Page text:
Pinging with times

Today, I found the need to write a simple batch script that would be able to ping a remote host as well as output the times as to when a group of pings were sent. The need for this stemmed from a customer of the company I work for having problems with Cisco IP phones re-registering with the central Cisco Unified Communications Manager server at a certain time every day. Initially, the prognosis was that DHCP was the root cause of the re-registering whereby the devices were renewing their DHCP lease, which by default on Cisco routers is every 24 hours, disconnecting from the network briefly then reconnecting to the network with the same IP address and then re-registering with CUCM. However, this turned out to not be the case as the DHCP lease was extended to occur every seven days but the phones continued to re-register every day. The times in which the re-registering occurred began to change also, varying from 11:30am to 3:45am.

A colleague of mine, during the diagnostic stage, pointed out that the office in which all these phones were re-registering at has a satellite ADSL link to the main office where the CUCM server is at. Now, to prove that this satellite link is the root cause of the re-registering every day, as it is known to be flaky, a constant stream of pings would need to be sent to the remote site’s voice gateway. Simply pinging an interface wouldn’t suffice as time data is not captured and any drops in packets would not be able to be married up to any data captured from the Real Time Monitoring Tool which can be used to view logs on CUCM servers. This is where my very simple, not so clean, batch script comes in handy.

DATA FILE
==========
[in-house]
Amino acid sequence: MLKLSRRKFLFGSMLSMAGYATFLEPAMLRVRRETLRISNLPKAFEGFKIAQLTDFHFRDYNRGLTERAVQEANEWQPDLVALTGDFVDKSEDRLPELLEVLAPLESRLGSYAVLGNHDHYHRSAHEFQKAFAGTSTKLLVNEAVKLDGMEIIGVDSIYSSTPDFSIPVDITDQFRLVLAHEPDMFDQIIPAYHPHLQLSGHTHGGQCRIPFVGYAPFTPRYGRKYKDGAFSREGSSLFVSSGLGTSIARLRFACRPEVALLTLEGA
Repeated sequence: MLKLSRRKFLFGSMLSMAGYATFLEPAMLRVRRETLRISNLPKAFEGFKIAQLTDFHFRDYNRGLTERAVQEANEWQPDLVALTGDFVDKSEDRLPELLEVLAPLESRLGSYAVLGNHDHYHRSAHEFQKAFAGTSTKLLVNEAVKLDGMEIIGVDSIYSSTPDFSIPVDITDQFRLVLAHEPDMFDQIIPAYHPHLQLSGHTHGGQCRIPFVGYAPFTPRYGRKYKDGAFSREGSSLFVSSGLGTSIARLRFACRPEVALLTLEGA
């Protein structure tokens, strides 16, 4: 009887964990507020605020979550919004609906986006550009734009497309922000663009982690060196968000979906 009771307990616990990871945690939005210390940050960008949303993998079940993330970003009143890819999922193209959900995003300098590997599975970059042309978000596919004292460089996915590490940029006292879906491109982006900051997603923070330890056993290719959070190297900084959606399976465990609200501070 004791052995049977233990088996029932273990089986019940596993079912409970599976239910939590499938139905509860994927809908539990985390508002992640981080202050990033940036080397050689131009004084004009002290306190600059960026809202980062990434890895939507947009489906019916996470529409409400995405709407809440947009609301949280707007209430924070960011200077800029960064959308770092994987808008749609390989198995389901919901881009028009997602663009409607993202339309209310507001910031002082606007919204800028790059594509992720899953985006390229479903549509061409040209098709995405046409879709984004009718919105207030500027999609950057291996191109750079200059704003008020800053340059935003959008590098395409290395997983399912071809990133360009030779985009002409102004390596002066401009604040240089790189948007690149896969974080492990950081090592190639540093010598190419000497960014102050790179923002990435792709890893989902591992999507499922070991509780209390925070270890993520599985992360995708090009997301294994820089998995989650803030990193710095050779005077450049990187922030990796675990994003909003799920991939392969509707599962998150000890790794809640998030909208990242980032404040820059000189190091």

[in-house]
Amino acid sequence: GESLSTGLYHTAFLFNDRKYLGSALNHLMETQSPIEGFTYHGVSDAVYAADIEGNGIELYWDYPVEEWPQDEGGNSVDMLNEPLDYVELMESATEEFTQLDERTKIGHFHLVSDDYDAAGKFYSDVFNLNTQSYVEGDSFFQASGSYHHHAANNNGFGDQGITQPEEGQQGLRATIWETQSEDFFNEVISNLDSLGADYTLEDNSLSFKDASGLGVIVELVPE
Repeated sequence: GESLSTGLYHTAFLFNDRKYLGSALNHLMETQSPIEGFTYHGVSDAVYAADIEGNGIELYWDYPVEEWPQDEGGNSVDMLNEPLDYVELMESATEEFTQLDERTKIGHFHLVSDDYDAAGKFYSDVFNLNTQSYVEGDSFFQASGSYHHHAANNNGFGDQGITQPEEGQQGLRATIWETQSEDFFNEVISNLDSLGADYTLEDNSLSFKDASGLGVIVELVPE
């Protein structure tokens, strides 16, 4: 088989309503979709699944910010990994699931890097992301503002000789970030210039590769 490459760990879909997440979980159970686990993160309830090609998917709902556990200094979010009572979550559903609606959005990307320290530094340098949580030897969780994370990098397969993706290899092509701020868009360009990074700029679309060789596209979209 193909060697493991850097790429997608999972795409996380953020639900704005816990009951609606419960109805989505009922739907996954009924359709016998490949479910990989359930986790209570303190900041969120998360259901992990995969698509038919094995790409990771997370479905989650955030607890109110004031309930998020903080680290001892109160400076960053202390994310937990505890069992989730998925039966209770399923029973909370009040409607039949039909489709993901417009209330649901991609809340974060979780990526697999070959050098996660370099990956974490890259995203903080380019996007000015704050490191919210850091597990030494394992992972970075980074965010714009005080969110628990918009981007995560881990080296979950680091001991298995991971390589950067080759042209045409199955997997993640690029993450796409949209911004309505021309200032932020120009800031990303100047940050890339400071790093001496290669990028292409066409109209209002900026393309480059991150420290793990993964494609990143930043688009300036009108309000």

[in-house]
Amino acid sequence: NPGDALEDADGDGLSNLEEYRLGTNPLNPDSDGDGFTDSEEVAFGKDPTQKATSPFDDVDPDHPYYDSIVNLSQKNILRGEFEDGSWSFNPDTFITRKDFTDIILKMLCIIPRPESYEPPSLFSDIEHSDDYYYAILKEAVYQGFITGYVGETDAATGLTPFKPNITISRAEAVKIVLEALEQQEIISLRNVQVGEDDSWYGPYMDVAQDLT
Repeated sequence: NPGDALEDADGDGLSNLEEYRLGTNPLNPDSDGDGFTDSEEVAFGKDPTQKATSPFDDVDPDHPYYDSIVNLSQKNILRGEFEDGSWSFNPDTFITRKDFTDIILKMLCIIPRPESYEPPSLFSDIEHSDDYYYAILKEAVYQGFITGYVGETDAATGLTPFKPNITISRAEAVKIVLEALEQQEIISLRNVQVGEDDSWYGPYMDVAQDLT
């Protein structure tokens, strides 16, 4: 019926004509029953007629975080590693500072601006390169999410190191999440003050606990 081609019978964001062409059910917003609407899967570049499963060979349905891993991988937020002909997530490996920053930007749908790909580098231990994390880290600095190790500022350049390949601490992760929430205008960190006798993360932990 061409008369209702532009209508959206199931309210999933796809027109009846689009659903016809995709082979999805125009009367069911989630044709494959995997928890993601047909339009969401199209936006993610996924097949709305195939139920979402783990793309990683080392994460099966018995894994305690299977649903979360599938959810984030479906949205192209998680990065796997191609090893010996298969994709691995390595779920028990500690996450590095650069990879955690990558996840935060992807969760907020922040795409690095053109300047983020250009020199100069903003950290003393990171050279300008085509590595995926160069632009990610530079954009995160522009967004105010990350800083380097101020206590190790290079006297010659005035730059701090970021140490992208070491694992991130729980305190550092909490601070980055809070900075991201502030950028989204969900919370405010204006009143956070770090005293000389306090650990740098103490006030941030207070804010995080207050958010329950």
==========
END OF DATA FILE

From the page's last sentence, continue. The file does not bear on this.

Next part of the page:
The build of  the script is simple – there’s two files; pingWithTimes.bat and output.bat. The pingWithTimes batch file simple echos the current system time and then pings the the desired interface IP address for, by default, ten times before looping back to the start. Output.bat runs the pingWithTimes.bat file and then saves any output to a text file name output.txt.

The IP address and name of the text document can be edited by using a text editor such as Notepad or Notepad++. Ideally, I would like the script to have prompts but for now, this will suffice.

You can download the .rar of these files here.



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